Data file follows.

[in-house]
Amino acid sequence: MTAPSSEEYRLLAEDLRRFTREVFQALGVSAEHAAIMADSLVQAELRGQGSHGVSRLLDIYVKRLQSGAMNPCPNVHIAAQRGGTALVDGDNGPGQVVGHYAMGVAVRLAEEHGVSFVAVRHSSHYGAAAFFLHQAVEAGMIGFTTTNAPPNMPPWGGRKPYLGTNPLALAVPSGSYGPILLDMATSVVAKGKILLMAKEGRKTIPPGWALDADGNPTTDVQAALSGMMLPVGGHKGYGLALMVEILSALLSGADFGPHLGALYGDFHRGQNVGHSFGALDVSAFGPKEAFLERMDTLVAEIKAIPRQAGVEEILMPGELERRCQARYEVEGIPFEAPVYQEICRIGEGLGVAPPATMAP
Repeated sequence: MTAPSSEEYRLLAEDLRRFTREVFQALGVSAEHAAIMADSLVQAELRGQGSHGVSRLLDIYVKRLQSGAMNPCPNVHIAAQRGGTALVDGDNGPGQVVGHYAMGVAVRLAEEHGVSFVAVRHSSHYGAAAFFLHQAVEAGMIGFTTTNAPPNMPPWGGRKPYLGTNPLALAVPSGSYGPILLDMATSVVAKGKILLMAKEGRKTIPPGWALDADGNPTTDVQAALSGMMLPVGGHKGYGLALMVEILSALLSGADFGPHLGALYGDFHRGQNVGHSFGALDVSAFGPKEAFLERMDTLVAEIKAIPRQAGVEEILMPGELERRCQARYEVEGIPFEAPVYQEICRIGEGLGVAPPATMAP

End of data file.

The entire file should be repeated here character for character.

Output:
[in-house]
Amino acid sequence: MTAPSSEEYRLLAEDLRRFTREVFQALGVSAEHAAIMADSLVQAELRGQGSHGVSRLLDIYVKRLQSGAMNPCPNVHIAAQRGGTALVDGDNGPGQVVGHYAMGVAVRLAEEHGVSFVAVRHSSHYGAAAFFLHQAVEAGMIGFTTTNAPPNMPPWGGRKPYLGTNPLALAVPSGSYGPILLDMATSVVAKGKILLMAKEGRKTIPPGWALDADGNPTTDVQAALSGMMLPVGGHKGYGLALMVEILSALLSGADFGPHLGALYGDFHRGQNVGHSFGALDVSAFGPKEAFLERMDTLVAEIKAIPRQAGVEEILMPGELERRCQARYEVEGIPFEAPVYQEICRIGEGLGVAPPATMAP
Repeated sequence: MTAPSSEEYRLLAEDLRRFTREVFQALGVSAEHAAIMADSLVQAELRGQGSHGVSRLLDIYVKRLQSGAMNPCPNVHIAAQRGGTALVDGDNGPGQVVGHYAMGVAVRLAEEHGVSFVAVRHSSHYGAAAFFLHQAVEAGMIGFTTTNAPPNMPPWGGRKPYLGTNPLALAVPSGSYGPILLDMATSVVAKGKILLMAKEGRKTIPPGWALDADGNPTTDVQAALSGMMLPVGGHKGYGLALMVEILSALLSGADFGPHLGALYGDFHRGQNVGHSFGALDVSAFGPKEAFLERMDTLVAEIKAIPRQAGVEEILMPGELERRCQARYEVEGIPFEAPVYQEICRIGEGLGVAPPATMAP